If your file contains a lot of tabs, it may import poorly. The importer thinks that lines containing multiple tabs are part of a table. This can be a major problem. Type -notabs after the file name in the command line to suppress this interpretation of tabs.

Type mega [file name] -? at the command line to run MegaDots and import the specified file using a specific file conversion. MegaDots presents a list of file formats from which you select the one you want. Use this option only if you are not satisfied with the file conversion that MegaDots chooses automatically.

Combining Files with /c

What if you wanted to combine all the files of the MegaDots Manual into one big file? Just type: mega chap*.meg /c <Enter> (the slash c means combine all the files). The new file has the file name of the first file.

Saving or Exporting with /s

You can save files as MegaDots files or as word processor files from the DOS command line. Just type: mega article.txt /snewsltr.meg <Enter> to save as a MegaDots file. Type: mega article.txt /snewsltr.htm#9906 <Enter> to save as a web (html) file. In this last example, the number sign is followed by a four digit code for HTML (the complete list is in the MegaDots Command Summary).

Influencing Braille Translation with /t

When you import a file, MegaDots uses the translation parameters you have specified in your preferences. Sometimes, you may want to change these for one document. Let's say you want to translate a file into grade one braille. You can enter mega [file name] /to in the command line. The slash t means you are changing the Default Translation Method. Check out this option in the Translation Screen of the New Document Preferences. If there is a second letter after the t, it is for the Braille standard. If you want a Spanish document translated into grade one braille, enter /tos in the command line (s for Spanish).

Run a Macro with /k

You can also run a macro from the DOS command line using the /k (forward slash k). If you want to exit the Editor with your macro, you need to manually add Alt-X <Enter> to the end of the macro file.

MegaDots Quick Mode with /q

Most braille translation programs work directly from the command line. You tell your braille translator to translate a file and then produce it in braille. While MegaDots does have an editing environment, it also lets you produce inkprint or braille completely from the command line. This lets you make your own batch files to take a file and produce braille in one easy step. (A batch file is a file containing commands you can give at the command line to further automate the work you do.)

Type mega [file name] /b /q to open or import the file in MegaDots, convert to braille, and then output directly to your default brailling device. After brailling is over, you are returned to the DOS command line. The slash b means translate this into braille, and the slash q means and directly output to the default braille device.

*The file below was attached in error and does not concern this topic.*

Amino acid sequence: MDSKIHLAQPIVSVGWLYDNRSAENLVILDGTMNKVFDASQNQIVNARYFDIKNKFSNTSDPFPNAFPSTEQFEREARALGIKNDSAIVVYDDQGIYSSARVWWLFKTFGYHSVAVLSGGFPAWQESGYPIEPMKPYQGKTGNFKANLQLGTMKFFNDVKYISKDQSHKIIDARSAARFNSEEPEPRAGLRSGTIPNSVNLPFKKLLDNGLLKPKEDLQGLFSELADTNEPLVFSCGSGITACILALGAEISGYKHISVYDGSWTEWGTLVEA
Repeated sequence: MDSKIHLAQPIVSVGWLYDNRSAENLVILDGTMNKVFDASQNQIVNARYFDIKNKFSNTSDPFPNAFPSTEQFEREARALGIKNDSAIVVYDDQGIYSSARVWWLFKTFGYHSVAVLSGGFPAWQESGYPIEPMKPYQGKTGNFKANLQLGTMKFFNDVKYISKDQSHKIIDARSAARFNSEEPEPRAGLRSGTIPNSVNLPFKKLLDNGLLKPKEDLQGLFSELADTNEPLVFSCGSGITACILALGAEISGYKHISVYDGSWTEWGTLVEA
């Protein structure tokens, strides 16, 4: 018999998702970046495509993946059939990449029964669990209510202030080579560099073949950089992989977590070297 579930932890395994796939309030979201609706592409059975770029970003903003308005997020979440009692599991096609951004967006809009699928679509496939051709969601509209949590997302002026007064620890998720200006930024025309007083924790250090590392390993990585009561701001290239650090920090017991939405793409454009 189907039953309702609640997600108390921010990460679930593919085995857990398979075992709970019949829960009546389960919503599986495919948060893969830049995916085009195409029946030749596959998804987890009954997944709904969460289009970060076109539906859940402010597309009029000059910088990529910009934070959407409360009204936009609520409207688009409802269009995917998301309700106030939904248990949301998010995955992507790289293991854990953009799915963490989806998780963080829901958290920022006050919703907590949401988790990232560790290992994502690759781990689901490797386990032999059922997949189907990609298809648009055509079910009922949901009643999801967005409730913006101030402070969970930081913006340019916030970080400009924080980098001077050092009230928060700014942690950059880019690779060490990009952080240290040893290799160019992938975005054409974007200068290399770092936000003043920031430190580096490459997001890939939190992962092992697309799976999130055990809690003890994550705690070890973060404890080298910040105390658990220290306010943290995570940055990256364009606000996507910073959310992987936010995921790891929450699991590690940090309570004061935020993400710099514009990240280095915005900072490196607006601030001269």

You can use all the other options described in this chapter. You can reference multiple files, combine files, specify an environment file, or modify the file importation or translation. You can also specify a range of pages, for example if you want to resume where embossing left off in the middle of a document.

Specify a Port or File Name with Quick Mode

The slash q has a series of modifiers so that you can further manipulate the output. You can add a port or file name directly after the slash q (i.e., no space after the q). For example, mega article.txt /b /qarticle.brf creates a braille ready file from the article.txt file. Or to send the braille to a device attached to the second serial port you could type mega article.txt /b /qcom2.

You can run several files in a row through MegaDots in Quick Mode. For example, you could type mega apple.doc ibm.doc amiga.doc /b /q <Enter> to import, translate and output three different files. In this example, the page numbering would start over with each new file. If needed, a plus sign right after the Q makes page numbering continue from one file to the next.

Specify the Carriage Width with Quick Mode

What if you want to define the carriage width? You can do that from the command line as well. Add a number sign followed by the carriage width you want after the port or device name. For example, type as follows: mega pre.meg chap1.meg chap2.meg chap3.meg /b /q+com1#32 <Enter>. This takes several files, translates them, and outputs through com1 with a carriage width of 32. Of course you do not have to combine the use of the plus sign and the number sign.

Specify a Range of Pages with /r

When you print from the command line in Quick Mode, you can specify a range of pages. This is useful if you need to resume printing in the middle of a document.

To start printing on page [start#] and terminate on page [end#], add /r[start#]~[end#]. If you want printing to continue to the end of the document, use a very high number for [endble], such as 9999. If your document uses the Textbk Style Sheet with inkprint page indicators, use braille page numbers to specify the range of pages, and not inkprint page indicators.

If brailling of the file web.doc stopped on page 73, you could continue with mega web.doc /b /q /r73~9999.

Quick Mode for Inkprint

What about inkprint? You can output inkprint the same way. Just substitute slash i (for inkprint) instead of the slash b (for braille) to generate inkprint output. For example, type mega article.doc /i /q <Enter> to open or import the file in MegaDots, then convert to inkprint, and then output directly to your inkprint device.